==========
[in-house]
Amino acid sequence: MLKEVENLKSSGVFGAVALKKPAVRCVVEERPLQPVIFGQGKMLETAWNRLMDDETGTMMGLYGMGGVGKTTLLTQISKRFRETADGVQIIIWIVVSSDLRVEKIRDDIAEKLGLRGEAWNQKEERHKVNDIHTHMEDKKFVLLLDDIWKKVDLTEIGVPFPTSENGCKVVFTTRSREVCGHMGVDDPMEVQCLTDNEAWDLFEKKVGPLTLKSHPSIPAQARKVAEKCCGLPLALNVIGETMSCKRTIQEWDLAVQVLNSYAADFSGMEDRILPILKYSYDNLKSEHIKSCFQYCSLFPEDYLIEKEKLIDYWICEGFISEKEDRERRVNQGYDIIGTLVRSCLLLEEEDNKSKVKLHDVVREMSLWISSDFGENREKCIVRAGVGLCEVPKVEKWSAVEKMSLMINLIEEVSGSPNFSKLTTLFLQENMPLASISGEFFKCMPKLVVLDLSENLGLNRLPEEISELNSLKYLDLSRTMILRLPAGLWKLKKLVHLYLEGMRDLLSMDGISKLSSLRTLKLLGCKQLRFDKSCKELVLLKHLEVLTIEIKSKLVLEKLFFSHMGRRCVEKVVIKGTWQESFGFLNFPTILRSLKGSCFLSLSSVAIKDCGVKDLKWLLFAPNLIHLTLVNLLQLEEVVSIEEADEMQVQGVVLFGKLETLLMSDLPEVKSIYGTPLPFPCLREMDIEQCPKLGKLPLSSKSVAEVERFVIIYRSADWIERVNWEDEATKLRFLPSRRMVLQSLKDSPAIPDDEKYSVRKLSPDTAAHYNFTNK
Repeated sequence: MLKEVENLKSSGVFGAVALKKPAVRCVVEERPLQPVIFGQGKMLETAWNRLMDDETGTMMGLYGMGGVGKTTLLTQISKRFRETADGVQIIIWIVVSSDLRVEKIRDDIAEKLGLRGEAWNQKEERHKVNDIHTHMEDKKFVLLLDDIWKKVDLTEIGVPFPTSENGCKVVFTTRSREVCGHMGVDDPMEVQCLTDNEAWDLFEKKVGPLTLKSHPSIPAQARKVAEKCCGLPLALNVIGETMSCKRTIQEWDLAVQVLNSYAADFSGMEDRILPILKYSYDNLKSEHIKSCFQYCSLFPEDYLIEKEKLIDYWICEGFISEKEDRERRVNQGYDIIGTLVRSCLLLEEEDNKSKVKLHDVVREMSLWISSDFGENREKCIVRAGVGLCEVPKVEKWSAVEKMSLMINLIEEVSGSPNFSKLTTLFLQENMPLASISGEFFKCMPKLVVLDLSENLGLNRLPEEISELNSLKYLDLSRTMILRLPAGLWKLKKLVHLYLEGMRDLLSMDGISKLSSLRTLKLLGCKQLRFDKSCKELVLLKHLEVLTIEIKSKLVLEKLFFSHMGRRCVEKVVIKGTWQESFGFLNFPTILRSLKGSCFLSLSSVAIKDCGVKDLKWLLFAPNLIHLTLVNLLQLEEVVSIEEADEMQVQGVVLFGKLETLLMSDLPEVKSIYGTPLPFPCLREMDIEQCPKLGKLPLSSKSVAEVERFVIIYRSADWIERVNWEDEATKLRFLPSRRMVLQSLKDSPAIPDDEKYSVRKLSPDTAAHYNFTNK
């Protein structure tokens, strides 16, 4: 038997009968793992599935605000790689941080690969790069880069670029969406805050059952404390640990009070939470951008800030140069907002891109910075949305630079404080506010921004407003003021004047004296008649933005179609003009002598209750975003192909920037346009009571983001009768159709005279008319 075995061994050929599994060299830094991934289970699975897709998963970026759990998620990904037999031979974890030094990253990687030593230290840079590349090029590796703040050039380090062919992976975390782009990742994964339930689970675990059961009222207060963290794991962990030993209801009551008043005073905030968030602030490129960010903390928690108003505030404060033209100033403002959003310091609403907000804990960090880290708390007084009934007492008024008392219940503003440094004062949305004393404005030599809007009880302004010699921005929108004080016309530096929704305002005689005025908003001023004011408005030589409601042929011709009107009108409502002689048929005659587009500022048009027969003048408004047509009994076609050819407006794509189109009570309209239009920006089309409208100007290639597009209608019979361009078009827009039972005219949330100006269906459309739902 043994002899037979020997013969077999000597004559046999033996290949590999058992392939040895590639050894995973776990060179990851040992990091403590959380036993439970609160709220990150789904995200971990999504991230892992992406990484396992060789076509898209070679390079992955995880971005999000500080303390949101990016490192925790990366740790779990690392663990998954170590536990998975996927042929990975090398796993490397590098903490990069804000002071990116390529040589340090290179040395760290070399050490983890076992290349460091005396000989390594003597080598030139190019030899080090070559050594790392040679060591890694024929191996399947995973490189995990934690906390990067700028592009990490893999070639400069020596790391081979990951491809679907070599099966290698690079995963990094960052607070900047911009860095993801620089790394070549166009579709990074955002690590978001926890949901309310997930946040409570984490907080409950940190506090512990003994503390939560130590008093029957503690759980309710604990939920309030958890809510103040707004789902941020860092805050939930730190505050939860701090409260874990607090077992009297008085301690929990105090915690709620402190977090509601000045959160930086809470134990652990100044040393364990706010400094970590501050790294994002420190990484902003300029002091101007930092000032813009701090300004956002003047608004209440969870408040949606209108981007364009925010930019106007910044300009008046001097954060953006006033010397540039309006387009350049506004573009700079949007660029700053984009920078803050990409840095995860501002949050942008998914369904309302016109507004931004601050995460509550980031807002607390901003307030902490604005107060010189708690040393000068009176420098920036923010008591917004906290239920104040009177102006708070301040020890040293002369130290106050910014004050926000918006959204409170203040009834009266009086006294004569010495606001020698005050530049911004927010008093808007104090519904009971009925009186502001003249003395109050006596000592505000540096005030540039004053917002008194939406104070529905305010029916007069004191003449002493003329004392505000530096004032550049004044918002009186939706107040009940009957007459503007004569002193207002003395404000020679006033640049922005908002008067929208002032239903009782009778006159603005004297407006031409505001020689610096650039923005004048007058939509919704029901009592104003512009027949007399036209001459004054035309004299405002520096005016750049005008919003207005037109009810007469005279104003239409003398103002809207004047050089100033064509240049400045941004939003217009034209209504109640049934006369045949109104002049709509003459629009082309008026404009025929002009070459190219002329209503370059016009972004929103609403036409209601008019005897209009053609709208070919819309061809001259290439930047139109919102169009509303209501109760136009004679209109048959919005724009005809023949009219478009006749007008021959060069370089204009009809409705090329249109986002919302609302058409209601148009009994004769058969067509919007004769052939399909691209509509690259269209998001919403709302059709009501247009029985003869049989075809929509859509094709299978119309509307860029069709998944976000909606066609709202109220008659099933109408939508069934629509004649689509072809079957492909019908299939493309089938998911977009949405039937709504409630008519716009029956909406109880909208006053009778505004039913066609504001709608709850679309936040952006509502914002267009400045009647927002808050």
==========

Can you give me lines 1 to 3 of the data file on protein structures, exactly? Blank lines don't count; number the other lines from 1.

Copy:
[in-house]
Amino acid sequence: MLKEVENLKSSGVFGAVALKKPAVRCVVEERPLQPVIFGQGKMLETAWNRLMDDETGTMMGLYGMGGVGKTTLLTQISKRFRETADGVQIIIWIVVSSDLRVEKIRDDIAEKLGLRGEAWNQKEERHKVNDIHTHMEDKKFVLLLDDIWKKVDLTEIGVPFPTSENGCKVVFTTRSREVCGHMGVDDPMEVQCLTDNEAWDLFEKKVGPLTLKSHPSIPAQARKVAEKCCGLPLALNVIGETMSCKRTIQEWDLAVQVLNSYAADFSGMEDRILPILKYSYDNLKSEHIKSCFQYCSLFPEDYLIEKEKLIDYWICEGFISEKEDRERRVNQGYDIIGTLVRSCLLLEEEDNKSKVKLHDVVREMSLWISSDFGENREKCIVRAGVGLCEVPKVEKWSAVEKMSLMINLIEEVSGSPNFSKLTTLFLQENMPLASISGEFFKCMPKLVVLDLSENLGLNRLPEEISELNSLKYLDLSRTMILRLPAGLWKLKKLVHLYLEGMRDLLSMDGISKLSSLRTLKLLGCKQLRFDKSCKELVLLKHLEVLTIEIKSKLVLEKLFFSHMGRRCVEKVVIKGTWQESFGFLNFPTILRSLKGSCFLSLSSVAIKDCGVKDLKWLLFAPNLIHLTLVNLLQLEEVVSIEEADEMQVQGVVLFGKLETLLMSDLPEVKSIYGTPLPFPCLREMDIEQCPKLGKLPLSSKSVAEVERFVIIYRSADWIERVNWEDEATKLRFLPSRRMVLQSLKDSPAIPDDEKYSVRKLSPDTAAHYNFTNK
Repeated sequence: MLKEVENLKSSGVFGAVALKKPAVRCVVEERPLQPVIFGQGKMLETAWNRLMDDETGTMMGLYGMGGVGKTTLLTQISKRFRETADGVQIIIWIVVSSDLRVEKIRDDIAEKLGLRGEAWNQKEERHKVNDIHTHMEDKKFVLLLDDIWKKVDLTEIGVPFPTSENGCKVVFTTRSREVCGHMGVDDPMEVQCLTDNEAWDLFEKKVGPLTLKSHPSIPAQARKVAEKCCGLPLALNVIGETMSCKRTIQEWDLAVQVLNSYAADFSGMEDRILPILKYSYDNLKSEHIKSCFQYCSLFPEDYLIEKEKLIDYWICEGFISEKEDRERRVNQGYDIIGTLVRSCLLLEEEDNKSKVKLHDVVREMSLWISSDFGENREKCIVRAGVGLCEVPKVEKWSAVEKMSLMINLIEEVSGSPNFSKLTTLFLQENMPLASISGEFFKCMPKLVVLDLSENLGLNRLPEEISELNSLKYLDLSRTMILRLPAGLWKLKKLVHLYLEGMRDLLSMDGISKLSSLRTLKLLGCKQLRFDKSCKELVLLKHLEVLTIEIKSKLVLEKLFFSHMGRRCVEKVVIKGTWQESFGFLNFPTILRSLKGSCFLSLSSVAIKDCGVKDLKWLLFAPNLIHLTLVNLLQLEEVVSIEEADEMQVQGVVLFGKLETLLMSDLPEVKSIYGTPLPFPCLREMDIEQCPKLGKLPLSSKSVAEVERFVIIYRSADWIERVNWEDEATKLRFLPSRRMVLQSLKDSPAIPDDEKYSVRKLSPDTAAHYNFTNK